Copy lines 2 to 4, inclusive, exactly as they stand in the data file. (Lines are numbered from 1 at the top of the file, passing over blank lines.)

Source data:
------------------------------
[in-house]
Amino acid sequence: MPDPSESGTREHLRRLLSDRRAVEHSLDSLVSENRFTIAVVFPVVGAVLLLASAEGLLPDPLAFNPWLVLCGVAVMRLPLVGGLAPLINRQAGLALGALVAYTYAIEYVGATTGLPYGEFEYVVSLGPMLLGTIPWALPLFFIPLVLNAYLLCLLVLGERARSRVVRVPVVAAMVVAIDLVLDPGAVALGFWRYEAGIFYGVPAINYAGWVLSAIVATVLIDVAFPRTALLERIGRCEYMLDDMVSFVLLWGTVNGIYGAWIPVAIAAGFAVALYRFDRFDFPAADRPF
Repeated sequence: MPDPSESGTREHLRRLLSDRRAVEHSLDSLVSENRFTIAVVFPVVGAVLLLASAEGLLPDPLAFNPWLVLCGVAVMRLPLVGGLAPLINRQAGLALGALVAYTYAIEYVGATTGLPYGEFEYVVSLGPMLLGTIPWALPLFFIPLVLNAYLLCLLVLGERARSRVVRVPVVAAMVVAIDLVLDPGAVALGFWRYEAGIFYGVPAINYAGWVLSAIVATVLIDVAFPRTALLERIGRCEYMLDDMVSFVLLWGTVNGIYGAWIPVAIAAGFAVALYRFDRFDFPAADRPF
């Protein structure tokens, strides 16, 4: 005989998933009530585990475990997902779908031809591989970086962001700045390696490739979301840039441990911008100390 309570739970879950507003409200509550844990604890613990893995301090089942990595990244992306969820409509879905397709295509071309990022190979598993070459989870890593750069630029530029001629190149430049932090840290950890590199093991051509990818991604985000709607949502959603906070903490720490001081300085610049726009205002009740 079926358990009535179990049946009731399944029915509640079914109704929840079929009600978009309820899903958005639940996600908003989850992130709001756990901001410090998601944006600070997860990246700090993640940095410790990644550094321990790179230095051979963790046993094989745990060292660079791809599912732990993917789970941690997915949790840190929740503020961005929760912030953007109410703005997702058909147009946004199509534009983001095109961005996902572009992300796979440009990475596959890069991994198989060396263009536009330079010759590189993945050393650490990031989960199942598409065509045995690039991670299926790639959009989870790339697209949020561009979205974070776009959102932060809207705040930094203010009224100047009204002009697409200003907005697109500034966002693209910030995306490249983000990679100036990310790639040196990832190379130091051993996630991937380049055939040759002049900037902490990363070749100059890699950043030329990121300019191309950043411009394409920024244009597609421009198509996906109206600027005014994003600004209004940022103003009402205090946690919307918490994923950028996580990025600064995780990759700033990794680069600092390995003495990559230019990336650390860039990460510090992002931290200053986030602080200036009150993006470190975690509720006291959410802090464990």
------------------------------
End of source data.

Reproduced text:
Amino acid sequence: MPDPSESGTREHLRRLLSDRRAVEHSLDSLVSENRFTIAVVFPVVGAVLLLASAEGLLPDPLAFNPWLVLCGVAVMRLPLVGGLAPLINRQAGLALGALVAYTYAIEYVGATTGLPYGEFEYVVSLGPMLLGTIPWALPLFFIPLVLNAYLLCLLVLGERARSRVVRVPVVAAMVVAIDLVLDPGAVALGFWRYEAGIFYGVPAINYAGWVLSAIVATVLIDVAFPRTALLERIGRCEYMLDDMVSFVLLWGTVNGIYGAWIPVAIAAGFAVALYRFDRFDFPAADRPF
Repeated sequence: MPDPSESGTREHLRRLLSDRRAVEHSLDSLVSENRFTIAVVFPVVGAVLLLASAEGLLPDPLAFNPWLVLCGVAVMRLPLVGGLAPLINRQAGLALGALVAYTYAIEYVGATTGLPYGEFEYVVSLGPMLLGTIPWALPLFFIPLVLNAYLLCLLVLGERARSRVVRVPVVAAMVVAIDLVLDPGAVALGFWRYEAGIFYGVPAINYAGWVLSAIVATVLIDVAFPRTALLERIGRCEYMLDDMVSFVLLWGTVNGIYGAWIPVAIAAGFAVALYRFDRFDFPAADRPF
């Protein structure tokens, strides 16, 4: 005989998933009530585990475990997902779908031809591989970086962001700045390696490739979301840039441990911008100390 309570739970879950507003409200509550844990604890613990893995301090089942990595990244992306969820409509879905397709295509071309990022190979598993070459989870890593750069630029530029001629190149430049932090840290950890590199093991051509990818991604985000709607949502959603906070903490720490001081300085610049726009205002009740 079926358990009535179990049946009731399944029915509640079914109704929840079929009600978009309820899903958005639940996600908003989850992130709001756990901001410090998601944006600070997860990246700090993640940095410790990644550094321990790179230095051979963790046993094989745990060292660079791809599912732990993917789970941690997915949790840190929740503020961005929760912030953007109410703005997702058909147009946004199509534009983001095109961005996902572009992300796979440009990475596959890069991994198989060396263009536009330079010759590189993945050393650490990031989960199942598409065509045995690039991670299926790639959009989870790339697209949020561009979205974070776009959102932060809207705040930094203010009224100047009204002009697409200003907005697109500034966002693209910030995306490249983000990679100036990310790639040196990832190379130091051993996630991937380049055939040759002049900037902490990363070749100059890699950043030329990121300019191309950043411009394409920024244009597609421009198509996906109206600027005014994003600004209004940022103003009402205090946690919307918490994923950028996580990025600064995780990759700033990794680069600092390995003495990559230019990336650390860039990460510090992002931290200053986030602080200036009150993006470190975690509720006291959410802090464990």